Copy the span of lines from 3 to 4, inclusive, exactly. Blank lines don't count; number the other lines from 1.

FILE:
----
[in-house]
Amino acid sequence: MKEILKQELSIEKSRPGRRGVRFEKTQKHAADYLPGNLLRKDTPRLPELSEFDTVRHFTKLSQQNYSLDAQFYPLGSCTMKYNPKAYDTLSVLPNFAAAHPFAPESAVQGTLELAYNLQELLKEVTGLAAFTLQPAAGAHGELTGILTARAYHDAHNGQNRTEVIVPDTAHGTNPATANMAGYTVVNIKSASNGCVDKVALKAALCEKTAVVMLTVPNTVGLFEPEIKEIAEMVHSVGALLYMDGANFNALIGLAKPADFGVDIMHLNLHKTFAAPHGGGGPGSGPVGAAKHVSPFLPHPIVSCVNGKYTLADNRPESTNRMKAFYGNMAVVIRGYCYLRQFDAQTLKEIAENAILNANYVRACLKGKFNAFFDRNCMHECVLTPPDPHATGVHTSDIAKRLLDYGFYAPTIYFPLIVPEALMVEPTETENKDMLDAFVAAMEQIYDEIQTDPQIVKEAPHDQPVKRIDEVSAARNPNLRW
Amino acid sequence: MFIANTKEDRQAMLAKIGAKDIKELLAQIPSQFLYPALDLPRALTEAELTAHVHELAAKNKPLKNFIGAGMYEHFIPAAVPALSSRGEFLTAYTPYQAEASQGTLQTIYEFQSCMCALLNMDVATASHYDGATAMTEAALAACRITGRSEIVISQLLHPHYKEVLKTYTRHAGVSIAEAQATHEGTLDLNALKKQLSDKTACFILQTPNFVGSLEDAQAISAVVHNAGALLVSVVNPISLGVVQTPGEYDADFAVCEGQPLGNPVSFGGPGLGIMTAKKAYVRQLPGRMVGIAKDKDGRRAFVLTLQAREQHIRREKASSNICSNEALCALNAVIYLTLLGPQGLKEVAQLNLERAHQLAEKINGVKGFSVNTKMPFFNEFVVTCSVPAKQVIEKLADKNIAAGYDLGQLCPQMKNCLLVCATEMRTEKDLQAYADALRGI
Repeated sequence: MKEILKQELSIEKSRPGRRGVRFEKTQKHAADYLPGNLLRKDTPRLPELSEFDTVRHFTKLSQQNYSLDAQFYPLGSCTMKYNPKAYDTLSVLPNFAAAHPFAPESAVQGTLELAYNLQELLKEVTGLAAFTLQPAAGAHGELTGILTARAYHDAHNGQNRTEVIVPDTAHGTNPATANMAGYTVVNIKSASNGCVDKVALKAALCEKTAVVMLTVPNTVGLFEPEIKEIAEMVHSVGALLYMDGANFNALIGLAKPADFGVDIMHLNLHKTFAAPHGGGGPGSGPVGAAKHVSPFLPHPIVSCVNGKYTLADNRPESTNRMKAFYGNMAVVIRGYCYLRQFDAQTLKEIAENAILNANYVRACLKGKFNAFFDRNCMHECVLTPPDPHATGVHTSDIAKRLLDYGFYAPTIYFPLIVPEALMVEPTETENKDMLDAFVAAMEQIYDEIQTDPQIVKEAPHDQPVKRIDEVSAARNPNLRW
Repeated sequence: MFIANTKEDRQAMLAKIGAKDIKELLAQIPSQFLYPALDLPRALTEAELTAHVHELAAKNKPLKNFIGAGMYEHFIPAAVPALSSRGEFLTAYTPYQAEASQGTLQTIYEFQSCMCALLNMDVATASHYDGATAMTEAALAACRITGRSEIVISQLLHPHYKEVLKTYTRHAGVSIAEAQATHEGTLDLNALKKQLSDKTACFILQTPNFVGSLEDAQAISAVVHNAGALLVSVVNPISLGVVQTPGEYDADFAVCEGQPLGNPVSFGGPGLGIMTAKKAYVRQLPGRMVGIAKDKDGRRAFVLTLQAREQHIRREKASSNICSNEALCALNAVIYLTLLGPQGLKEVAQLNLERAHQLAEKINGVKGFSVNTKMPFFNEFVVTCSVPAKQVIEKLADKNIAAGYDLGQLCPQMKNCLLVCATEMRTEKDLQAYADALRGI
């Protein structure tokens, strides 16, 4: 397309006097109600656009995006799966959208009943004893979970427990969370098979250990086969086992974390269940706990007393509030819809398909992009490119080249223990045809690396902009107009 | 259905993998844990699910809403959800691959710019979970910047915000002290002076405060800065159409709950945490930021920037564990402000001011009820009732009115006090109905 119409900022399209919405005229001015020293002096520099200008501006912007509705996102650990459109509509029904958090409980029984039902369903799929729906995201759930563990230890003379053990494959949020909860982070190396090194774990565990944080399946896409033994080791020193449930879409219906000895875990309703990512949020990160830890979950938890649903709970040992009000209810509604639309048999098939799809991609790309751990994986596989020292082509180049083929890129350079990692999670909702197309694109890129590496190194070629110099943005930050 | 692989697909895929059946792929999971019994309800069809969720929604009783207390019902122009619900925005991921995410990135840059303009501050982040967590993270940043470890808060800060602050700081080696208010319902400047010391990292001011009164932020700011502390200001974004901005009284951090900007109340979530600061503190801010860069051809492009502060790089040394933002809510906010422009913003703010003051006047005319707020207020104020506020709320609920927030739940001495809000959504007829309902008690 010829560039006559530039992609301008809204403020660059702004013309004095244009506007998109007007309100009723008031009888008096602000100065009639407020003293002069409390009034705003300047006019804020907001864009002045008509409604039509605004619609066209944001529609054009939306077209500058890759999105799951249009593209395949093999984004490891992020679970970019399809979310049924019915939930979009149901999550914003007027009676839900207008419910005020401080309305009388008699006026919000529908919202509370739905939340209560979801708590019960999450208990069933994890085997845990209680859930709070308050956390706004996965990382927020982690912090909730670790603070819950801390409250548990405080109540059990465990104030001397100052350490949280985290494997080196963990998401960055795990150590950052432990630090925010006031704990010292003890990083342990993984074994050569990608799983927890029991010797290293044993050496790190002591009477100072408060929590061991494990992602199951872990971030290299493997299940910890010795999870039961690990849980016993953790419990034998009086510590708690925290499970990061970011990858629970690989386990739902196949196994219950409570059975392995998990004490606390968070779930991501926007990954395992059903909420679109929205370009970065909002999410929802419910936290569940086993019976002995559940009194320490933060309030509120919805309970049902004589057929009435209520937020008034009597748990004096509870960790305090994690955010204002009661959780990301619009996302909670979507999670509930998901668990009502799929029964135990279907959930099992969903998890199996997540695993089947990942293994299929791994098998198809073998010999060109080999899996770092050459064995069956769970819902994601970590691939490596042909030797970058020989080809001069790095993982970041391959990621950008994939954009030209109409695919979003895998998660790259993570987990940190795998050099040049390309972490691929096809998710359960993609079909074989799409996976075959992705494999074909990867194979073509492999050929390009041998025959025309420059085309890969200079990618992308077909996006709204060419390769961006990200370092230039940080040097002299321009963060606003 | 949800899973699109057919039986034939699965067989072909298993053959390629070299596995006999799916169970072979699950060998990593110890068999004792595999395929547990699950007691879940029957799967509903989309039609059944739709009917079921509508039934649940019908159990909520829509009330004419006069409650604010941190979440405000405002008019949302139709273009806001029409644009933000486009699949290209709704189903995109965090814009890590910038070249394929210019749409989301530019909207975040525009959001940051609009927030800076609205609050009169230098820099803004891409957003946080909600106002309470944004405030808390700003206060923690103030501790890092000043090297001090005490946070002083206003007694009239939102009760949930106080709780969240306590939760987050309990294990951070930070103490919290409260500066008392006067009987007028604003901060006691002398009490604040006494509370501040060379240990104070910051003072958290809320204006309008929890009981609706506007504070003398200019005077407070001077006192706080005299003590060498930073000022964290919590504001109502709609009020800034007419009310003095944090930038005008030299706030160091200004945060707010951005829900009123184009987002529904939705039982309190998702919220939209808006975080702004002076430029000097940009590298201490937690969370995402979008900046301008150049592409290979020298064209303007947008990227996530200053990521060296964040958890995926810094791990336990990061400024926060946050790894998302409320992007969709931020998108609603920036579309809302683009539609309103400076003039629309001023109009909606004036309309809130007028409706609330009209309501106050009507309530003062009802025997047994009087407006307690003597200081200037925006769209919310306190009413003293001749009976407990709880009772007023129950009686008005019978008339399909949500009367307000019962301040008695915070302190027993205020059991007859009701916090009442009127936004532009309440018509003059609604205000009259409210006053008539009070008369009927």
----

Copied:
Amino acid sequence: MFIANTKEDRQAMLAKIGAKDIKELLAQIPSQFLYPALDLPRALTEAELTAHVHELAAKNKPLKNFIGAGMYEHFIPAAVPALSSRGEFLTAYTPYQAEASQGTLQTIYEFQSCMCALLNMDVATASHYDGATAMTEAALAACRITGRSEIVISQLLHPHYKEVLKTYTRHAGVSIAEAQATHEGTLDLNALKKQLSDKTACFILQTPNFVGSLEDAQAISAVVHNAGALLVSVVNPISLGVVQTPGEYDADFAVCEGQPLGNPVSFGGPGLGIMTAKKAYVRQLPGRMVGIAKDKDGRRAFVLTLQAREQHIRREKASSNICSNEALCALNAVIYLTLLGPQGLKEVAQLNLERAHQLAEKINGVKGFSVNTKMPFFNEFVVTCSVPAKQVIEKLADKNIAAGYDLGQLCPQMKNCLLVCATEMRTEKDLQAYADALRGI
Repeated sequence: MKEILKQELSIEKSRPGRRGVRFEKTQKHAADYLPGNLLRKDTPRLPELSEFDTVRHFTKLSQQNYSLDAQFYPLGSCTMKYNPKAYDTLSVLPNFAAAHPFAPESAVQGTLELAYNLQELLKEVTGLAAFTLQPAAGAHGELTGILTARAYHDAHNGQNRTEVIVPDTAHGTNPATANMAGYTVVNIKSASNGCVDKVALKAALCEKTAVVMLTVPNTVGLFEPEIKEIAEMVHSVGALLYMDGANFNALIGLAKPADFGVDIMHLNLHKTFAAPHGGGGPGSGPVGAAKHVSPFLPHPIVSCVNGKYTLADNRPESTNRMKAFYGNMAVVIRGYCYLRQFDAQTLKEIAENAILNANYVRACLKGKFNAFFDRNCMHECVLTPPDPHATGVHTSDIAKRLLDYGFYAPTIYFPLIVPEALMVEPTETENKDMLDAFVAAMEQIYDEIQTDPQIVKEAPHDQPVKRIDEVSAARNPNLRW